At this point we will decide what shape and cut the gem should be cut in. Shape and cut depends on the shape of the rough gemstone, inclusions and the colour patches. As the rough sapphires are naturally grown in an elongated shape unlike cubic shaped rough diamonds, you will rarely come across a round sapphire.


Appropriate cutting angles should also be placed in the pavilion in order to achieve total internal reflection. This means avoiding windowing and extinctions. Diamonds for example have an angle of 36 degrees whereas sapphire must be cut at least at 39 degrees. This means sapphire is a deeper cut stone than a diamond.


After carefully inspecting the rough gemstone, the cutter will then proceed to pre-from the stone. During this process the cutter will also remove any inclusions that affect the durability of the stone. They also naturally break off during the cutting process.


Following natural sapphire was preformed from a 6 carat rough stone. Once preformed it weighed 3.5 carat. 





Coloured gemstones including sapphires are cut for colour, second comes the brilliance.


FACT 5 - There are two types of facets.


  • brilliant facets (triangle shaped) - designed to maximise light reflected from within the stone back to the eye.
  • step facets (rectangular shaped) - designed to maximise the appearance of the colour by retaining reflection of light within the stone.


FACT 6 - It is the cutting angle of the pavilion that makes your gemstone sparkle by reflecting light back to the eye. Ideal cutting angle of the pavilion differs from gem to gem.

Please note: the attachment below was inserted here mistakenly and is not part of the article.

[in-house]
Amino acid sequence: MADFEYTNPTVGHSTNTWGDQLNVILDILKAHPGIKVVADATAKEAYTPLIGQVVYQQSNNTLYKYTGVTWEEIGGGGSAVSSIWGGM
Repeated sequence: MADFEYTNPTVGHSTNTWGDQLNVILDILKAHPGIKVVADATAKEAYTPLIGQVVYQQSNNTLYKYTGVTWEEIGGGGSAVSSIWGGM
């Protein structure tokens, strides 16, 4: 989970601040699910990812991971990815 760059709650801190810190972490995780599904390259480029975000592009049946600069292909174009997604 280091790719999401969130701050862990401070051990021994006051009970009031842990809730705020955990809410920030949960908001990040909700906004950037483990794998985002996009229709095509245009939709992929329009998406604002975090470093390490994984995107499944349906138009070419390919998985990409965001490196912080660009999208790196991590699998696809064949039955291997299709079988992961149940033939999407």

FACT 7 - Expected yield of a well cut sapphire is 25%-30% of the weight of its rough.


Step facets are usually used on the pavilion of oval and cushion shapes to maximise the appearance of colour. Brilliant facets are placed on the crown to maximise the brilliance and sparkle. Emerald shape is completely step cut.


It is wasteful to use brilliant facets on oval, cushion and round shapes and therefore increases per carat price. Brilliant cut facets also reduces the saturation of colour and is best used in light colour stones to increase sparkle. However if the stone is very dark, we will put brilliant cut facets on the pavilion. This will increase liveliness of a gem which otherwise would have been dull in appearance.


Brilliant facets however in radiant and scissor cuts serves the purpose of brilliance and colour. This is because the facets are placed in a few layers.


Polishing of the stone needs great care with some cutters specialising in polishing alone. It is done on a copper plate using finest diamond dust. If the dust is not fine enough it will leave polish marks.


Until the stone is finished polishing, it is hard to tell the full personality of the gemstone.


We have tremendous respect and appreciation for all natural gemstones irrespective of their quality. Each and every natural gemstone has a story and a place where it belongs. 


Following is once the above preformed sapphire was cut ad polished. It now weighs just over 2.2 carat.



Shop our magnificent sapphires online or email  sasha@deliqagems.com with your enquiry.